Imagine that you are a runner competing in the 117th annual Boston Marathon. The cheering crowd is full of energy and exuberance. Your breath is shallow and your body exhausted, but you find that thought within yourself that tells you to dig deeper. After many more tired strides you see the finish line in the distance. All of the hard work and months of training have led to this moment: you are about to cross the finish line of one of the world’s most premier races. What does this moment mean to you?
Most would answer that the finish line, especially that of the Boston Marathon, is emblematic of glory and accomplishment. To even gain entry to the race based on qualifying times is a feat for most. For those capable of entering such a fiercely competitive field full of elite and seasoned runners, the finish line connotes this feeling of accomplishment that surpasses months of preparation and sacrifice.
But what happens when your vision of crossing the finish line is marred with tragedy, and the feeling of accomplishment is overcome by despair? How do you move forward when the end goal becomes the site of immense pain, suffering and betrayal?
In a matter of minutes, two explosions transformed the finish line of the Boston Marathon from one of the world’s most prestigious running destinations to a scene of widespread devastation and panic. Three were left dead and hundreds were injured. The name “Heartbreak Hill” assumed new meaning beyond a reference to its challenging terrain. The Boston Marathon finish line became ground-zero for a horrific crime, evoking feelings of fear and anguish rather than accomplishment.
But what if we misinterpreted the real symbolism of the finish line, the quality that resonates with and inspires many to reach it one day? Maybe we were so focused on achievement as the end result that we forgot about the grit and guts that carried us along the way. Perhaps instead the finish line symbolizes perseverance the continued effort to do or achieve something despite difficulties, failure or opposition. In this context, the finish line of the Boston Marathon becomes something much more powerful- even when marred in tragedy. Just as it inspires us to persevere through fatigue and pain until the race is run, it can inspire us to persevere through mourning and recovery until we grow stronger in unity.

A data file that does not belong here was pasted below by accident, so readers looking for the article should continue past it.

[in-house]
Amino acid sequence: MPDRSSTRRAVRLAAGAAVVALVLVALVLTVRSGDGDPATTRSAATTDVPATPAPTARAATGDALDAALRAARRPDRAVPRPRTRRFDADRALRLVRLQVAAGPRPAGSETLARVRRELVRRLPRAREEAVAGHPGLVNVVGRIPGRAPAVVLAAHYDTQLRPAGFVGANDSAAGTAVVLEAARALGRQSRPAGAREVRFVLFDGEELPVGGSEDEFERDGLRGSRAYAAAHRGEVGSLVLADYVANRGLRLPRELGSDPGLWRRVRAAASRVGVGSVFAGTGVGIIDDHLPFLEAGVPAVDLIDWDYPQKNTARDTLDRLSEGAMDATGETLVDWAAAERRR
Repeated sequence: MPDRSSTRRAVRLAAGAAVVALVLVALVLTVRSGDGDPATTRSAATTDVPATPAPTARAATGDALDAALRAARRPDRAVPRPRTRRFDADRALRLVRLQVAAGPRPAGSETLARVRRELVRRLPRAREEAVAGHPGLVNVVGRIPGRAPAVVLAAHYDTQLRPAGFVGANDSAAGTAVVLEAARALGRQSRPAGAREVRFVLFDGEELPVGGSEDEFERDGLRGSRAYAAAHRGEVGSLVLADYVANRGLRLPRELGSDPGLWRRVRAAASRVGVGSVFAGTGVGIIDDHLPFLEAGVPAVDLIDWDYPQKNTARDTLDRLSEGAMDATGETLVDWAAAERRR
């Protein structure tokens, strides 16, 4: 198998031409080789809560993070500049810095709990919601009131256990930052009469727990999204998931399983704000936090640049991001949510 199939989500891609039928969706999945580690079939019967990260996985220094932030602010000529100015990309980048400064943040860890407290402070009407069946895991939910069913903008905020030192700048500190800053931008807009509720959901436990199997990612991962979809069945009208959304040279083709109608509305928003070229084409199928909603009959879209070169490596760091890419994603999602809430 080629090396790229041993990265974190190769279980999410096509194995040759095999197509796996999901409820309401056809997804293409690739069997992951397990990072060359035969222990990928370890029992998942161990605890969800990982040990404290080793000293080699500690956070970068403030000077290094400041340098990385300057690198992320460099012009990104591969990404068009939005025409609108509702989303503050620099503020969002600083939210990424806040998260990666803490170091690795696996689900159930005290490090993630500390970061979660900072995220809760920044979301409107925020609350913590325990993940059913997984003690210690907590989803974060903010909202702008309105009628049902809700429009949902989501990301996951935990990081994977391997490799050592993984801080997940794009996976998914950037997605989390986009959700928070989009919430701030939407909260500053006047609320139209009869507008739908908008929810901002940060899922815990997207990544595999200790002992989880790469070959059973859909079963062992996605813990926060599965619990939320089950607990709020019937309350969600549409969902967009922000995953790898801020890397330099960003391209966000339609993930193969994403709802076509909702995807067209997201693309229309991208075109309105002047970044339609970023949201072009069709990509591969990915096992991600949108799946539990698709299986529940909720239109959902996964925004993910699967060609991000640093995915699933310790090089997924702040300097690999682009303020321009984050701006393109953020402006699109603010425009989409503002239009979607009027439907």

All across the country there are examples of recovery and of people coming together to honor the victims of the bombings. One suspect is dead while the other is critically injured and in custody. The 180 injured victims that arrived at the hospital last Monday are all expected to survive. Relief funds including The One Fund Boston have been established to support the recovery efforts. Businesses are reopening and residents are slowly making their return to Boylston Street. Grassroots movements to raise money and honor the victims of the bombings through organized runs have expanded across the country. Even the Yankees paid tribute to Boston, their longtime rival, by playing Neil Diamond’s “Sweet Caroline” (the Red Sox anthem) between innings at a recent game. These examples are only a few of many ongoing relief and recovery efforts, but when combined they send a strong message for Boston and for the nation: we are strong; we are resilient; we are united. Even when tragedy strikes and the feelings of accomplishment are lost amid pain and suffering, we can find comfort in the new meaning of the finish line. We will persevere.
—————————————————–Guest Post by Alyson Reaves — wife of The Drive’s co-founder Dan Reaves and a life-long runner that has competed in numerous races from 5Ks to marathons (she ran the Marine Corps Marathon in 2008 and actually qualified for the Boston Marathon).
Many thanks to Aly for her wonderful contributions to The Drive!!